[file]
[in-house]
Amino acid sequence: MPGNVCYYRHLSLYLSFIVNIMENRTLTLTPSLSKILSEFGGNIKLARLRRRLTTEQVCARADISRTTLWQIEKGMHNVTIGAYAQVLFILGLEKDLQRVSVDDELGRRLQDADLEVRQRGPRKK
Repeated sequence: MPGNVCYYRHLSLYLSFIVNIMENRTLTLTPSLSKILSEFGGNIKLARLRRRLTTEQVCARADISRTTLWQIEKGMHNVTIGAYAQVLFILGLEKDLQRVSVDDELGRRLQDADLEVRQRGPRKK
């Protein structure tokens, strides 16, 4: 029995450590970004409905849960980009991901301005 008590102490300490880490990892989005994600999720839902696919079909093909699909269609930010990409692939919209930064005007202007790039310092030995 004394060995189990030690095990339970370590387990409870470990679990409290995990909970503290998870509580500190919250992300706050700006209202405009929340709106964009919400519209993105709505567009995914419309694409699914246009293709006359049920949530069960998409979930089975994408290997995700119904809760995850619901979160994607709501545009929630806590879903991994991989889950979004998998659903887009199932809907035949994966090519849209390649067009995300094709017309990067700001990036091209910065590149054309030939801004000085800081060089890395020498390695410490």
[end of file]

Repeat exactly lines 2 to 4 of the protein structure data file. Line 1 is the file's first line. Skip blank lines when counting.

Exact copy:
Amino acid sequence: MPGNVCYYRHLSLYLSFIVNIMENRTLTLTPSLSKILSEFGGNIKLARLRRRLTTEQVCARADISRTTLWQIEKGMHNVTIGAYAQVLFILGLEKDLQRVSVDDELGRRLQDADLEVRQRGPRKK
Repeated sequence: MPGNVCYYRHLSLYLSFIVNIMENRTLTLTPSLSKILSEFGGNIKLARLRRRLTTEQVCARADISRTTLWQIEKGMHNVTIGAYAQVLFILGLEKDLQRVSVDDELGRRLQDADLEVRQRGPRKK
């Protein structure tokens, strides 16, 4: 029995450590970004409905849960980009991901301005 008590102490300490880490990892989005994600999720839902696919079909093909699909269609930010990409692939919209930064005007202007790039310092030995 004394060995189990030690095990339970370590387990409870470990679990409290995990909970503290998870509580500190919250992300706050700006209202405009929340709106964009919400519209993105709505567009995914419309694409699914246009293709006359049920949530069960998409979930089975994408290997995700119904809760995850619901979160994607709501545009929630806590879903991994991989889950979004998998659903887009199932809907035949994966090519849209390649067009995300094709017309990067700001990036091209910065590149054309030939801004000085800081060089890395020498390695410490």